It does: It checks local log files for indicators of exploitation attempts, even heavily obfuscated ones that string or regular expression based patterns wouldn’t detect.
It doesn’t find vulnerable applications
It doesn’t and can’t verify if the exploitation attempts were successful
The problem with the log4j CVE-2021-44228 exploitation is that the string can be heavily obfuscated in many different ways. It is impossible to cover all possible forms with a reasonable regular expression.
The idea behind this detector is that the respective characters have to appear in a log line in a certain order to match.
I call these lists ‘detection pads’ in my script and process each log line character by character. I check if each character matches the first element of the detection pads. If the character matches a character in one of the detection pads, a pointer moves forward.
When the pointer reaches the end of the list, the detection triggered and the script prints the file name, the complete log line, the detected string and the number of the line in the file.
I’ve included a decoder for URL based encodings. If we need more, please let me know.
usage: log4shell-detector.py [-h] [-p path [path ...] | -f path [path ...] | --auto] [-d distance] [--quick] [--debug] [--summary]
Log4Shell Exploitation Detectors
-h, --help show this help message and exit
-p path [path ...] Path to scan
-f path [path ...] File to scan
--auto Automatically evaluate locations to which logs get written and scan these folders recursively (new default if no path is given)
-d distance Maximum distance between each character
-c check_usage Check log4j usage before launching the scan
--debug Debug output
--defaultpaths Scan a set of default paths that should contain relevant log files.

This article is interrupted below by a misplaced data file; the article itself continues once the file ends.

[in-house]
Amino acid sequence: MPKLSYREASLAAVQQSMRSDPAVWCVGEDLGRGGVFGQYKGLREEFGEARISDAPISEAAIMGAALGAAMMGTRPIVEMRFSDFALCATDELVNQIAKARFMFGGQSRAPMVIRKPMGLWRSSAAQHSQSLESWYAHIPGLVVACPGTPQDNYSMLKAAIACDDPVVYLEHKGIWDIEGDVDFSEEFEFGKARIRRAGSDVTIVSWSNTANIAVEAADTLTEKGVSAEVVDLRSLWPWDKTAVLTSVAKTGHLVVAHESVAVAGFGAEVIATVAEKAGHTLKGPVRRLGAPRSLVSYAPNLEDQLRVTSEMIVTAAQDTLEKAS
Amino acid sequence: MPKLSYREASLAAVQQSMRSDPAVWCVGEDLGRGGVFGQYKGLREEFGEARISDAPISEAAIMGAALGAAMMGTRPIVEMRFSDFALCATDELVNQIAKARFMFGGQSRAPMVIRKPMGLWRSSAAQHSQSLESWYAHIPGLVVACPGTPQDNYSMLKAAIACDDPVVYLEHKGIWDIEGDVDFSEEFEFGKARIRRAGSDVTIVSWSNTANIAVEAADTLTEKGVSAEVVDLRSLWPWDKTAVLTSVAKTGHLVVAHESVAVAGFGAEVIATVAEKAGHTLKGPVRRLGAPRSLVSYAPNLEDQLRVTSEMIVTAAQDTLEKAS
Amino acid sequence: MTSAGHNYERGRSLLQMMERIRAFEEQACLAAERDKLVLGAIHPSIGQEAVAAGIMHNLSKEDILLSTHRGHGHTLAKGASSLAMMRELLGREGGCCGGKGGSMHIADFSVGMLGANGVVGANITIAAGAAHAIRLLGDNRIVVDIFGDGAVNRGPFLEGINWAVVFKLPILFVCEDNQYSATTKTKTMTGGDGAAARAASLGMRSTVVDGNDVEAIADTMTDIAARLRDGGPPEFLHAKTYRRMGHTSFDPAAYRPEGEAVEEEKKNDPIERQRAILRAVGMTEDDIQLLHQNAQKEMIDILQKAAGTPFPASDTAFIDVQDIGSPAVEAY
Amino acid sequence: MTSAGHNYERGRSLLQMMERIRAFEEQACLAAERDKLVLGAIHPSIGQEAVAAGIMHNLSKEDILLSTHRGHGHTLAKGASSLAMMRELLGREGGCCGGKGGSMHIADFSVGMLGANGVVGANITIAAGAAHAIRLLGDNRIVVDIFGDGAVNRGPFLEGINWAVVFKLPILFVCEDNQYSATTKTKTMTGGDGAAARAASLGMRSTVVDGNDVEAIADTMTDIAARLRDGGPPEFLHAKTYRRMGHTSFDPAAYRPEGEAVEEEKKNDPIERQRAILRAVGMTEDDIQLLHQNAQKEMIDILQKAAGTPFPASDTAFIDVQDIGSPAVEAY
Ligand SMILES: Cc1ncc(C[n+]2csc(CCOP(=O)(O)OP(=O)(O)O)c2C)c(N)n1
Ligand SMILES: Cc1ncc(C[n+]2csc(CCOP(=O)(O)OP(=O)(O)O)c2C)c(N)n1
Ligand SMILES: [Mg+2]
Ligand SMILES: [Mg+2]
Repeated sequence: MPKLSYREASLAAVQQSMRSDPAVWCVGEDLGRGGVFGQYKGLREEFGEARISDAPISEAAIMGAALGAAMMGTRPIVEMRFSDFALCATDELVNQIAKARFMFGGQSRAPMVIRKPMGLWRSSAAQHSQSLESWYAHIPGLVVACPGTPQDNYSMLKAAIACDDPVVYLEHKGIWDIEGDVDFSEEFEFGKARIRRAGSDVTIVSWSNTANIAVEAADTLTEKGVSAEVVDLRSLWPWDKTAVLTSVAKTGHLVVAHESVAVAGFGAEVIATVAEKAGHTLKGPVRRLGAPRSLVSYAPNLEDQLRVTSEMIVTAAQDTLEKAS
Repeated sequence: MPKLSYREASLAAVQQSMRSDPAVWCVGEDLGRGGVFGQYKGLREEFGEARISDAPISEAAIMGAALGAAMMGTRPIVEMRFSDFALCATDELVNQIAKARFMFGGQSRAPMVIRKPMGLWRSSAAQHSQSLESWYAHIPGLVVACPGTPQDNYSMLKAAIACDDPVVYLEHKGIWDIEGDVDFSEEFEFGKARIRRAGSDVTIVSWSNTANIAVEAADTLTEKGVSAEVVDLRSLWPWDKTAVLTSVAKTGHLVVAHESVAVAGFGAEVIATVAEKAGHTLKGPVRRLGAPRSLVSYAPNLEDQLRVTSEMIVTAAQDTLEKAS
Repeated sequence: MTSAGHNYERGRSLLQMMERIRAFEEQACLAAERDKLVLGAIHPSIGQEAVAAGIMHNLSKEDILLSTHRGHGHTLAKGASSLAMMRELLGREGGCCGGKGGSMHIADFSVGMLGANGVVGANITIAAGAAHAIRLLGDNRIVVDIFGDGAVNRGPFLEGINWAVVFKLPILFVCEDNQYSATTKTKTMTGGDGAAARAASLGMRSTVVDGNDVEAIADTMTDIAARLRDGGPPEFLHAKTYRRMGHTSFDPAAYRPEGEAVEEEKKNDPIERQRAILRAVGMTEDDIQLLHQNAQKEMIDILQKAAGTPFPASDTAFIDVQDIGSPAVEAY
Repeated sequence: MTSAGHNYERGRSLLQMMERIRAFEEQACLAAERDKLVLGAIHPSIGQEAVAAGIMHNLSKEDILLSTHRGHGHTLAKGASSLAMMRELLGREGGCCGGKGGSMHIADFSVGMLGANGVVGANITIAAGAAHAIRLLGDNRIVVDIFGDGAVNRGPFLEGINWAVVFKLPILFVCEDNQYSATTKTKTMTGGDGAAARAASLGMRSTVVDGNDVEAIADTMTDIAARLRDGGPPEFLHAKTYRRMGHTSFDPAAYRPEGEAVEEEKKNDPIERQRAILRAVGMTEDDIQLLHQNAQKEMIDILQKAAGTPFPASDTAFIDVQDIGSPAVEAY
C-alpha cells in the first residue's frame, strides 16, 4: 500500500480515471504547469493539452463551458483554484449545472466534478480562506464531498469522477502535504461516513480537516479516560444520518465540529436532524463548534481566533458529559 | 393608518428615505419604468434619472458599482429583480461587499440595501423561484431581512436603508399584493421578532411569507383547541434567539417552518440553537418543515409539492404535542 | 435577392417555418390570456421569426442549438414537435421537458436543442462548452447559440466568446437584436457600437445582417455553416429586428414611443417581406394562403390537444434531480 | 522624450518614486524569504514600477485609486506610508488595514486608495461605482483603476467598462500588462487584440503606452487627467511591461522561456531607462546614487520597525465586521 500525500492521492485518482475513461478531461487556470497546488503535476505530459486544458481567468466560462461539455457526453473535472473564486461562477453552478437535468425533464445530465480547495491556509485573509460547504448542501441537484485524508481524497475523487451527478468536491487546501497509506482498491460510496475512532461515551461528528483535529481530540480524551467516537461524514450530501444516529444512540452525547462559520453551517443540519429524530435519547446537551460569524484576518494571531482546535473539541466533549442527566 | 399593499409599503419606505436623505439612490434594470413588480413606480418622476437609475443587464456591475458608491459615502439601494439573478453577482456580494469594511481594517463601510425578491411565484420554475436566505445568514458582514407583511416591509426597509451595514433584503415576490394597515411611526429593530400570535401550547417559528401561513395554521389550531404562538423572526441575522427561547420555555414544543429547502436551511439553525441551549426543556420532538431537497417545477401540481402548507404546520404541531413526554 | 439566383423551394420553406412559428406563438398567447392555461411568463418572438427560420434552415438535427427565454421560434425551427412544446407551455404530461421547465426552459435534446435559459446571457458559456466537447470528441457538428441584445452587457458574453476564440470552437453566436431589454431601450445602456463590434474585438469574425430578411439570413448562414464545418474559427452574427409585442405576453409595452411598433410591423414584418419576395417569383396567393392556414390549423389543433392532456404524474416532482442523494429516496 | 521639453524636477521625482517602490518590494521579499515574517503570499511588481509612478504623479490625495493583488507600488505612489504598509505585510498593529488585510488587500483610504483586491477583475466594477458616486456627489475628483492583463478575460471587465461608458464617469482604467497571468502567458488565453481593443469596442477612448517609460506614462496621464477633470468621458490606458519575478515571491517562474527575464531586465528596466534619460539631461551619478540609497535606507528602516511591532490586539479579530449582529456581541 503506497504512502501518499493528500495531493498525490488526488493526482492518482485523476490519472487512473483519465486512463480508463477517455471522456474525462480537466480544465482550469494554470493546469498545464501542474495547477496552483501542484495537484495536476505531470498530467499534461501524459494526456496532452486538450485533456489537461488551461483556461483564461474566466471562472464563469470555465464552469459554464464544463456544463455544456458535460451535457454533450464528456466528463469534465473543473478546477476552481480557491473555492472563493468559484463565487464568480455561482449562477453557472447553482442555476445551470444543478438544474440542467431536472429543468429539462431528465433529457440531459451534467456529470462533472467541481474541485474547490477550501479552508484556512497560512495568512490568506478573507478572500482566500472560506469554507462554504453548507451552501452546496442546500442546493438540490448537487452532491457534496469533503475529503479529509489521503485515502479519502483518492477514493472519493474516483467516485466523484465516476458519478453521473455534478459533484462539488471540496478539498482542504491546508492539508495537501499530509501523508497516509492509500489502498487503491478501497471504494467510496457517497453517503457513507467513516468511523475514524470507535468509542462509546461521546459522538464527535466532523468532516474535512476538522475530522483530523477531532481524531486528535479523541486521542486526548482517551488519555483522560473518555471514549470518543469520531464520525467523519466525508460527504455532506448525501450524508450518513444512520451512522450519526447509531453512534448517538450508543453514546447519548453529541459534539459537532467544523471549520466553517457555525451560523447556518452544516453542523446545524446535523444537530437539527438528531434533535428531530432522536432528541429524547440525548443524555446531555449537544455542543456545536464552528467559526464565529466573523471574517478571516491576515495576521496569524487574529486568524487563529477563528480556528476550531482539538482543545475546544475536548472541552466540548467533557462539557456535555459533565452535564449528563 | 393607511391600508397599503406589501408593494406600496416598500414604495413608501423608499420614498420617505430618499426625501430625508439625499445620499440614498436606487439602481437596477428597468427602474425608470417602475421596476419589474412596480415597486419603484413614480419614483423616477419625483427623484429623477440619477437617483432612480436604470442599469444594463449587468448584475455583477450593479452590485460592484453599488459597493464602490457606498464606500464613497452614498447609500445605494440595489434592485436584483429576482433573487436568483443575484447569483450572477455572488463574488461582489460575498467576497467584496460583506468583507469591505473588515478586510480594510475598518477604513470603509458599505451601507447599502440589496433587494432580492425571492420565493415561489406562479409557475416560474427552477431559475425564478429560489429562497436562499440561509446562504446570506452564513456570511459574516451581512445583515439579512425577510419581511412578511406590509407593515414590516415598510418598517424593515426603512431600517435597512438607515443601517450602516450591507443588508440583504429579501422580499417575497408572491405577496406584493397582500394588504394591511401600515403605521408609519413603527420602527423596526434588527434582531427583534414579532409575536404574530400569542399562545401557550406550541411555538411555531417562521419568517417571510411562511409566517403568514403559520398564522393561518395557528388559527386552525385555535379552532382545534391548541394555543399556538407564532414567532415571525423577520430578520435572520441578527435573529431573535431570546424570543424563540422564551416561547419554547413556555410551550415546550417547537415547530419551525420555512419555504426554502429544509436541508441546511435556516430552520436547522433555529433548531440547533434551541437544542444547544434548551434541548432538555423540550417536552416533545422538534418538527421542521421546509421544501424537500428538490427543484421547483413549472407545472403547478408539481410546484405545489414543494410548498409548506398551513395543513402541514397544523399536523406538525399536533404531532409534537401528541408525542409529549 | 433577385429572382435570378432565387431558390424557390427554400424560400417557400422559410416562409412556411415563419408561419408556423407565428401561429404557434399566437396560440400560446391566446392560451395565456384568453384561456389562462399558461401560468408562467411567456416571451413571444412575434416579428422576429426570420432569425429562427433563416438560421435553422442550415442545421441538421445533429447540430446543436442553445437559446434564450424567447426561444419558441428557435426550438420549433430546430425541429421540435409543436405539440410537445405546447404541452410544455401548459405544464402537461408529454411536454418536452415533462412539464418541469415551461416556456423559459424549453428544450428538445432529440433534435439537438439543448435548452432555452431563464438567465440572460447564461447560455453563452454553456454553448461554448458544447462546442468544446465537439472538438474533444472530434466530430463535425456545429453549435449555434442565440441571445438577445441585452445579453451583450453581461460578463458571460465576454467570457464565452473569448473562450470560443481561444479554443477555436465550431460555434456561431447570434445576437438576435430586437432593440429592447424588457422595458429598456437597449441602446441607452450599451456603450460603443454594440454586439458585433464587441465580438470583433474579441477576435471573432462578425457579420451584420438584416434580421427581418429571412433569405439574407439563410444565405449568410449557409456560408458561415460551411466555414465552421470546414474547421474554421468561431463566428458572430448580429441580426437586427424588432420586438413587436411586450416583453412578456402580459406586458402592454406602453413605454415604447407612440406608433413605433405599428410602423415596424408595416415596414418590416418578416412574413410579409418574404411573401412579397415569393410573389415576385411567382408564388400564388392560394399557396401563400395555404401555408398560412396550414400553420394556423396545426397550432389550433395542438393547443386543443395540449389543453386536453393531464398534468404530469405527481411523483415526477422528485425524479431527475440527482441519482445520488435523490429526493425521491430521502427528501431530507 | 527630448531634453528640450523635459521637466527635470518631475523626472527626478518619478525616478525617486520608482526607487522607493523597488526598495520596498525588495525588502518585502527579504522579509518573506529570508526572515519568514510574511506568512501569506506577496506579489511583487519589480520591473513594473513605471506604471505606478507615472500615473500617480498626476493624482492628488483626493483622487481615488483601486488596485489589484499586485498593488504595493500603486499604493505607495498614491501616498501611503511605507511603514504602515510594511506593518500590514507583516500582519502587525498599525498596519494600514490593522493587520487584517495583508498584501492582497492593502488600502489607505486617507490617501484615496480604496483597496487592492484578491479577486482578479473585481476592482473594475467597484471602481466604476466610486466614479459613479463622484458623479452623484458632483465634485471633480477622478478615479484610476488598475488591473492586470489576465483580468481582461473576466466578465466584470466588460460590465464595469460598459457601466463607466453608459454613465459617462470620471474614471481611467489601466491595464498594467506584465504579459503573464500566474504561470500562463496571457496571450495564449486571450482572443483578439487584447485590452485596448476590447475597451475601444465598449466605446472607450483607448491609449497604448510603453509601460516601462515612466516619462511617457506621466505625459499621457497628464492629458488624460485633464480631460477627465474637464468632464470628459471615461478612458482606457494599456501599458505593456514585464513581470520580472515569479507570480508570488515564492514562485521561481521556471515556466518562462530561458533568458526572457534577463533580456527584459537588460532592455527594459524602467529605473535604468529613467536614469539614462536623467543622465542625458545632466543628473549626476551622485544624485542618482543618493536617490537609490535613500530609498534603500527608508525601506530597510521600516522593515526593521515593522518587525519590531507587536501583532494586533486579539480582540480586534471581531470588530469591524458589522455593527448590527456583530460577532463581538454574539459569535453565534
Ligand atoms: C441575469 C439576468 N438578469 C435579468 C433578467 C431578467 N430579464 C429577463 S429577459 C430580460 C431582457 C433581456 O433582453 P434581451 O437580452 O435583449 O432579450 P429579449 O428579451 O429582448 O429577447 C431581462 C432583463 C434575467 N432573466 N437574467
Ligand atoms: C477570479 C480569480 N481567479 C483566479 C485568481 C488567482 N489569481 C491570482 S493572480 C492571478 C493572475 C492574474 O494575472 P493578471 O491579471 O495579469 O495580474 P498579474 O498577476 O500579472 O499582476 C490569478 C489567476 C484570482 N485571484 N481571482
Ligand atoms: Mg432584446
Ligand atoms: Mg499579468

--quick Skip log lines that don't contain a 2021 or 2022 time stamp
--debug Debug output
--summary Show summary only
--silent Silent Mode. Only output on matches and errors
Make sure that the target systems on which you’d like to run log4shell-detector has python installed: python -V and see if Python 3 is available python3 -V
Download this Repo by clicking “Code” > “Download ZIP”
Extract the package and bring othe comlete package to the target system (e.g. with scp)
Run it with python3 log4shell-detector.py -p /var/log (if python3 isn’t available use python)
If your applications log to a different folder than /var/log find out where the log files reside and scan these folders. Find locations to which apps write logs with lsof | grep '\.log'.
Review the results (see FAQs for details)
You can also use the playbook.yml which copies the needed files on the server, runs the script and only shows something if a match was found.
If none of these commands returned a result, you should be safe.
My applications use log4j and I’ve found evidence of exploitation attempts? Am I compromised?
It is possible, yes. First check if the application that you use is actually affected by the vulnerability. Check the JAVA and log4j versions, check the vendor’s blog for an advisory or test the application yourself using canary tokens.
If your application is affected and vulnerable and you plan to do a forensic investigation,
create a memory image of that system (use e.g. VMWare’s snapshots or other tools for that)
create a disk image of that system
check the system’s outgoing network connections in your firewall logs
check the system’s crontab for suspicious new entries (/etc/crontab). If you want and can, use our free tool THOR Lite for a basic compromise assessment.
After some investigations, decide if you want and can disconnect that system from the Internet until you’ve verified that it hasn’t been compromised.
Automatically select file paths to which log files get written. (default: overwrite with -p path or -f file)
Check log4j usage before launching the exploits scan. The usage of this optional flag stop the execution of the script if there is no log4j being used in the current system, the thing that helps saving time especially when it’s about scanning an entire infrastructure.
Only checks log lines that contain a 2021 or 2022 to exclude all scanning of older log entries. We assume that the vulnerability wasn’t exploited in 2019 and earlier.
Prints a summary of matches, with only the filename and line number.
Silent Mode. Only output on matches (stdout) and errors (stderr)
Python 2 or Python 3
No further or special Python modules are required. It should run on any system that runs Python.
There are different ways how you can help.
Test it against the payloads that you find in the wild and let me know if we miss something.
Help me find and fix bugs.
Test if the scripts runs with Python 2; if not, we can add a slightly modified version to the repo.